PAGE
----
Mick Wallace, TD speech from earlier this week is worth a read: http://mickwallace.net/index.php/dail-work/dail-diary/760-ibrc-behind-bureaucracy-and-secrecy-our-government-takes-best-care-of-big-business
Let me quote some choice bits relating to the way Ireland operates at the level of IBRC, Nama et al. Italics and bold typeset are added by me.
"We are discussing the alleged preferential treatment of the private sector, in particular deals that may have cost Irish taxpayers startling sums of money. …The number of people who have complained to me in the past couple of years about trying to buy assets from financial institutions controlled by the State, including NAMA and banks, but have not been able to do so despite being prepared to pay more than others, is frightening."
So Deputy Wallace is saying here that, allegedly, Nama has been turning down higher bidders and accepting lower bids. This can take place perfectly legally, in cases where bidders are connected to the original borrowers (Nama does not allow such bids, although this practice is rather bizarre to begin with and is in contrast to normal practice in the U.S., past practice in Sweden and Finland, and even IBRC practice). If Deputy Wallace's allegation stands for cases excluding bids by parties connected to the original borrowers, then we have a problem.
"…I was also shocked at how NAMA, ...operated. I understood NAMA was going to hold assets until their value recovered and would not offload stressed assets for less than what they were worth. Some of the apartments I built have been sold for €100,000 each during the banking crisis, Apartments which I could not build now for €200,000, even if I got the land and the money for nothing."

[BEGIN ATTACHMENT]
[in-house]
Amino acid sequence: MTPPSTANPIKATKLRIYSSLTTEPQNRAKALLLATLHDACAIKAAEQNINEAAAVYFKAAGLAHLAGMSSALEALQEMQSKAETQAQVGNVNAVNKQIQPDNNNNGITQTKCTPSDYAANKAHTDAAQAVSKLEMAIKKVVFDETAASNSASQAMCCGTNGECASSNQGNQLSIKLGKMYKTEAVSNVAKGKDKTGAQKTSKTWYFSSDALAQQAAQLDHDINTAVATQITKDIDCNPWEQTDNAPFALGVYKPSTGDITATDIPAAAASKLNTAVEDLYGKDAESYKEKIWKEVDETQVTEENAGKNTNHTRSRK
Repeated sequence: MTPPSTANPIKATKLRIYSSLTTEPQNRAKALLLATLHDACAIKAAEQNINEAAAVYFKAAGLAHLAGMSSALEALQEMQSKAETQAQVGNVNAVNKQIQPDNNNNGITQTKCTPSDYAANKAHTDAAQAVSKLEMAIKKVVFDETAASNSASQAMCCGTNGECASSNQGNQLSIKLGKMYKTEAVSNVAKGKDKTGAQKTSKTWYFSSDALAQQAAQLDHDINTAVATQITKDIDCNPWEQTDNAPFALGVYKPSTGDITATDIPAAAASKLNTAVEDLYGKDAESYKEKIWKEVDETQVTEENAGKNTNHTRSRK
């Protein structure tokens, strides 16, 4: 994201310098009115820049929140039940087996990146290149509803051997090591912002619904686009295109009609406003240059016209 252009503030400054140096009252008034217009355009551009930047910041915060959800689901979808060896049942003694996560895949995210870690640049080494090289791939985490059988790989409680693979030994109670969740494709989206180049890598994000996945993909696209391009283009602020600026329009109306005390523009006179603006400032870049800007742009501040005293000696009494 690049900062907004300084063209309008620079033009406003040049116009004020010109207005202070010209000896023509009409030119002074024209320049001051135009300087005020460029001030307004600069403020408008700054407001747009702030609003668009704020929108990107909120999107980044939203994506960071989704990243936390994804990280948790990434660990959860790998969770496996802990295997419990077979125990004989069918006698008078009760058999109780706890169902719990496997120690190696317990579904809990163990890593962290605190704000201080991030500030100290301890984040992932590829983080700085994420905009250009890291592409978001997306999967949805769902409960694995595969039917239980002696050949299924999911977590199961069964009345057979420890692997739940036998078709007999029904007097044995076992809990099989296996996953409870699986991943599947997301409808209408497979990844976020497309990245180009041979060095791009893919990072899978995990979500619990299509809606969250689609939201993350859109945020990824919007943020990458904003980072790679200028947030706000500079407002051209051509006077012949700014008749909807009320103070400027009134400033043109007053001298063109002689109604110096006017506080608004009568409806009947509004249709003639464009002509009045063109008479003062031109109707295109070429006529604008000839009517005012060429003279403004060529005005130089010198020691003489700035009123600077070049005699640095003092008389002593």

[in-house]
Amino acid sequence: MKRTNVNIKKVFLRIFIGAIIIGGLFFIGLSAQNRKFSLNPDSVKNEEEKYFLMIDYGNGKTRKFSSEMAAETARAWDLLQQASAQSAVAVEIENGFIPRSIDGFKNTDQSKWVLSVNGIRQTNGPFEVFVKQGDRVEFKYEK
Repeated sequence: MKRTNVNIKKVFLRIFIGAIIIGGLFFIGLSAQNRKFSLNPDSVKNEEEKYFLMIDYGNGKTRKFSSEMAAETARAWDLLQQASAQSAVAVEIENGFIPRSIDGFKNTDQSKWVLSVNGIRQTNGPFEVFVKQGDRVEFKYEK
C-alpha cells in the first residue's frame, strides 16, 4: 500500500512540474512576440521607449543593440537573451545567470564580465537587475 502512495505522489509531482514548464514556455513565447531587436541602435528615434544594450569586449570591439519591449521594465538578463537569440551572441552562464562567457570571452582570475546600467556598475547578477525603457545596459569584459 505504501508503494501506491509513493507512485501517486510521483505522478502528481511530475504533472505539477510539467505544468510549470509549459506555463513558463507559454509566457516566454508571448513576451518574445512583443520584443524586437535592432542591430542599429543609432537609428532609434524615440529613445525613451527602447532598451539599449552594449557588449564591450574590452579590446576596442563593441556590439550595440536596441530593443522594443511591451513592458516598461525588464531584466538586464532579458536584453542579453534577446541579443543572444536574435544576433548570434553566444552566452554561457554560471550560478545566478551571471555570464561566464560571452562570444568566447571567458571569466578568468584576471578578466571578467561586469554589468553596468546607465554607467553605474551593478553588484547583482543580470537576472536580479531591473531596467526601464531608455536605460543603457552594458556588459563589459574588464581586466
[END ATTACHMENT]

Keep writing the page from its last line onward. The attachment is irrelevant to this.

Now, Deputy Wallace is an ex-developer with quite an experience under his belt. So he knows what he is talking about. Deputy Wallace goes on to cite several examples, where combined loss to the taxpayers due to Nama premature sales of assets amounts to ca EUR165.1 million. From just a handful of examples.
What he is arguing is that Nama has been engaged in a destruction of value - selling assets at depressed valuations compared to what could have been achieved if it properly managed these assets.
The deals cited by Deputy Wallace are all on the record, in the media. I have been made aware of at least one case of an asset originally pushed by Nama into the market, subsequently being withheld from the market due to legal actions, staying off the market for a year or less. The asset was subsequently sold by Nama for a hefty upside on the original asking price. An upside comparable with what vulture funds reap in their own operations. In other words, delays by developers in this case produced actually higher returns to Nama. These delays were actively resisted by Nama. I have been made aware of at least one asset sold by Nama seemingly in disregard for its upgrading and/or development potential and possible uplifts to asset value arising due to completion of major adjoining public infrastructure project. In another project, I was told of a situation whereby Nama presided over termination of a value-additive joint venture with another organisation that could have nearly doubled the value of the original asset.
In economics, there is a term of 'opportunity cost' - the cost arising from pursuing one course of action as opposed to opting for a different course. In Deputy Wallace-cited examples of public knowledge, that cost is non-negligible EUR165.1 million. Or, roughly, 2/3rds of the the 'savings' achieved in one year from imposing higher costs onto users of insurance-funded health services. That too is an 'opportunity cost'.